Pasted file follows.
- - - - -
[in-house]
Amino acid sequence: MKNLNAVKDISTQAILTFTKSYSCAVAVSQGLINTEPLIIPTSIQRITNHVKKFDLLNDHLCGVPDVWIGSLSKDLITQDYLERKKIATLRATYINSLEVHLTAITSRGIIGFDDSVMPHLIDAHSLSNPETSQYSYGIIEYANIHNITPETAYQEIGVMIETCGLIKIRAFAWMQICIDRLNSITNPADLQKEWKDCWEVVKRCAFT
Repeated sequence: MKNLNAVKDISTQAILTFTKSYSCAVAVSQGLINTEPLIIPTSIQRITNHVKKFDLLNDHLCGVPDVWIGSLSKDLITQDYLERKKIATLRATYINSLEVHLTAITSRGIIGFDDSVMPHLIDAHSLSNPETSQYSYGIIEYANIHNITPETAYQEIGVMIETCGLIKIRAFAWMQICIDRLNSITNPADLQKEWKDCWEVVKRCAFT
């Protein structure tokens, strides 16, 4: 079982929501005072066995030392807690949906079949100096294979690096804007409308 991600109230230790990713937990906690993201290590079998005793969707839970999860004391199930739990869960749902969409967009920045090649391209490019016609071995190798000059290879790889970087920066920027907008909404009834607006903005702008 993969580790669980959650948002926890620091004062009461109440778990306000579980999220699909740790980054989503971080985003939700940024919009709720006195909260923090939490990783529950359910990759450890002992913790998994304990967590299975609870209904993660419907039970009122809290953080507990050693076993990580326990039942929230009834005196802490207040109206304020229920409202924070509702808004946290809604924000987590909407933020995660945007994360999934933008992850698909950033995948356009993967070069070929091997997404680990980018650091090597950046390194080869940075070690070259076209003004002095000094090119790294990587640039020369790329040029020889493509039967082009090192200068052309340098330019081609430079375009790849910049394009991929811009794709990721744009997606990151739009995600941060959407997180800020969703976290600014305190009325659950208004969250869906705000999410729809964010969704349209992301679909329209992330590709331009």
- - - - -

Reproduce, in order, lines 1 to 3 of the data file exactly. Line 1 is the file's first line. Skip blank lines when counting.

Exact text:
[in-house]
Amino acid sequence: MKNLNAVKDISTQAILTFTKSYSCAVAVSQGLINTEPLIIPTSIQRITNHVKKFDLLNDHLCGVPDVWIGSLSKDLITQDYLERKKIATLRATYINSLEVHLTAITSRGIIGFDDSVMPHLIDAHSLSNPETSQYSYGIIEYANIHNITPETAYQEIGVMIETCGLIKIRAFAWMQICIDRLNSITNPADLQKEWKDCWEVVKRCAFT
Repeated sequence: MKNLNAVKDISTQAILTFTKSYSCAVAVSQGLINTEPLIIPTSIQRITNHVKKFDLLNDHLCGVPDVWIGSLSKDLITQDYLERKKIATLRATYINSLEVHLTAITSRGIIGFDDSVMPHLIDAHSLSNPETSQYSYGIIEYANIHNITPETAYQEIGVMIETCGLIKIRAFAWMQICIDRLNSITNPADLQKEWKDCWEVVKRCAFT